Tottenham Cake

Tottenham cake is a sponge cake originally baked in large metal trays. Tottenham Cake “was originally sold by the baker Henry Chalkley, who was a Friend (or Quaker), at the price of one old penny, with smaller mis-shaped pieces sold for half an old penny.” The pink colouring was derived from mulberries found growing at the Tottenham Friends burial ground. 

There was a time when you could only buy it in North London but it can now be found all over London and is sold in Greggs. They don’t sell it outside of London though which personally I feel is a sin against humanity but, hey ho.

It’s a simple recipe and one even a beginner baker can get their head around.

This is not a Victoria sponge, it’s a denser cake.

Lightly grease and base line a 9 inch square baking tin and put to one side. Preheat your oven to 150 (about 140 on a fan oven but don’t quote me on that).

Cream together 170 grams of baking margarine (or whatever they call it these days) with 170 grams of caster sugar.

Add two teaspoons of vanilla essence to 3 beaten eggs and beat them into the mixture a little at a time. If the mixture looks as if it’s going to curdle then add a little self raising flour from the amount you’ve set aside to use.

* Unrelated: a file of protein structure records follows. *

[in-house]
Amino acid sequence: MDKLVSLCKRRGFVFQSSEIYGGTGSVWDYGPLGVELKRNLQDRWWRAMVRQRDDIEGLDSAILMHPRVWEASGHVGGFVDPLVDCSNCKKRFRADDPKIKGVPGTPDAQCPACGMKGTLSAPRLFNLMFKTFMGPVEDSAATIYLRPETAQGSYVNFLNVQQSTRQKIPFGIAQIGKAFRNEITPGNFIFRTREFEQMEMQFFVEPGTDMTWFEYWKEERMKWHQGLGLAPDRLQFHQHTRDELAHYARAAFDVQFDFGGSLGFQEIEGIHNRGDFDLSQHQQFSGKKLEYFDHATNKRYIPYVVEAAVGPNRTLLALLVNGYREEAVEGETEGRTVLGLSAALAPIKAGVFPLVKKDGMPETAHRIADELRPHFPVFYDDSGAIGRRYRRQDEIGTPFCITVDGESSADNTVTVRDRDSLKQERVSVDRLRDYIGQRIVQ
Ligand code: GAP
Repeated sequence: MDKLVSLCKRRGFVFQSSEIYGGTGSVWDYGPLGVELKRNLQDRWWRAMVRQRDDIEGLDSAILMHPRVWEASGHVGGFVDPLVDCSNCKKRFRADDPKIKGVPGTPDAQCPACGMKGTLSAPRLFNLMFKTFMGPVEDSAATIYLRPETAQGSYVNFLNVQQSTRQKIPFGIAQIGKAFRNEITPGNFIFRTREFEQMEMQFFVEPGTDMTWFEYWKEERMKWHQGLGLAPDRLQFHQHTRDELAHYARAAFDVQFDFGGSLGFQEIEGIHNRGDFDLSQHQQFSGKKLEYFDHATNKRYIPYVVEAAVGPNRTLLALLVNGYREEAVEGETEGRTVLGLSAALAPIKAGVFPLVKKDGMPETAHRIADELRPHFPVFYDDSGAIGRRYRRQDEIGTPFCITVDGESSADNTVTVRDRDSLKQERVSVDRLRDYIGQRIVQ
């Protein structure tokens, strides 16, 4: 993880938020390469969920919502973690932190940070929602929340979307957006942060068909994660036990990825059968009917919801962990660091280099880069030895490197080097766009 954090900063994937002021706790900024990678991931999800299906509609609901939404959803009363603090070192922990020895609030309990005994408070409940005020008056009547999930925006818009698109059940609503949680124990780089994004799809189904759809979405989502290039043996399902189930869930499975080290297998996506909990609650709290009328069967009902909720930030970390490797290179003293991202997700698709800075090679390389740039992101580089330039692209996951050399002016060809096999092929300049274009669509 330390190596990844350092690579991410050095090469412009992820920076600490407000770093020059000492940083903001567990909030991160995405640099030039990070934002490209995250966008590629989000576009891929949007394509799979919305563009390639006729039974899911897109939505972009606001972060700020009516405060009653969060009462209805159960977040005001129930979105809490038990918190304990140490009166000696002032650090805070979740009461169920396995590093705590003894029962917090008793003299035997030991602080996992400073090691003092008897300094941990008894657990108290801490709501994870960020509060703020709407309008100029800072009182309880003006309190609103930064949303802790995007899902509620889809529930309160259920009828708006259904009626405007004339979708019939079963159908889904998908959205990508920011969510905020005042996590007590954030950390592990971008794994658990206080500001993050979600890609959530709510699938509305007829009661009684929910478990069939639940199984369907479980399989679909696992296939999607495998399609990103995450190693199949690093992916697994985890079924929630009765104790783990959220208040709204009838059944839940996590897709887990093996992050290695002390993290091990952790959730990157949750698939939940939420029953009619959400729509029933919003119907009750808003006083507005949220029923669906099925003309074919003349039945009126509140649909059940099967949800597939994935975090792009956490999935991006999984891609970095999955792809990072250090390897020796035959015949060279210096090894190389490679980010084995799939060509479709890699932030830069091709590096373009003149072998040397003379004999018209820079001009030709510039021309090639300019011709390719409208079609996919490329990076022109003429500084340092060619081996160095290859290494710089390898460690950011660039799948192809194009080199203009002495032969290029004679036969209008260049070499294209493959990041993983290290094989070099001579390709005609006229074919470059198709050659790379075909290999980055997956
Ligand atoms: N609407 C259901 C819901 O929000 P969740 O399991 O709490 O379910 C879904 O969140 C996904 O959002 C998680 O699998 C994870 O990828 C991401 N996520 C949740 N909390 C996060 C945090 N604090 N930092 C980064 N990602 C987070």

Stir in 230 grams of self raising flour gently so as not to knock the air out of the mixture and then stir up to 6 tablespoons of whole milk into it a little at a time – the mixture should drop off the spoon easily but not pour off it.

Pour the mixture into the prepared baking tine.

Cover tin with foil that is folded in the centre and then raise a peak in the centre of the fold and snip the top off it. This means that you get the flat, or reasonably flat, bake that is characteristic of a Tottenham cake.

Bake for 40 – 60 minutes– a skewer will come out clean when it is baked.

Cool in the tin for 5 minutes or so then remove it from the tin carefully, take the paper from the bottom and leave to cool on a rack until completely cold.

Mix up a mixture of icing sugar, water and pink food colouring until it’s runny but not too thin and pour it over the cake. Let the icing set a little and then it’s ready to eat.

The cake freezes well if it’s not iced first.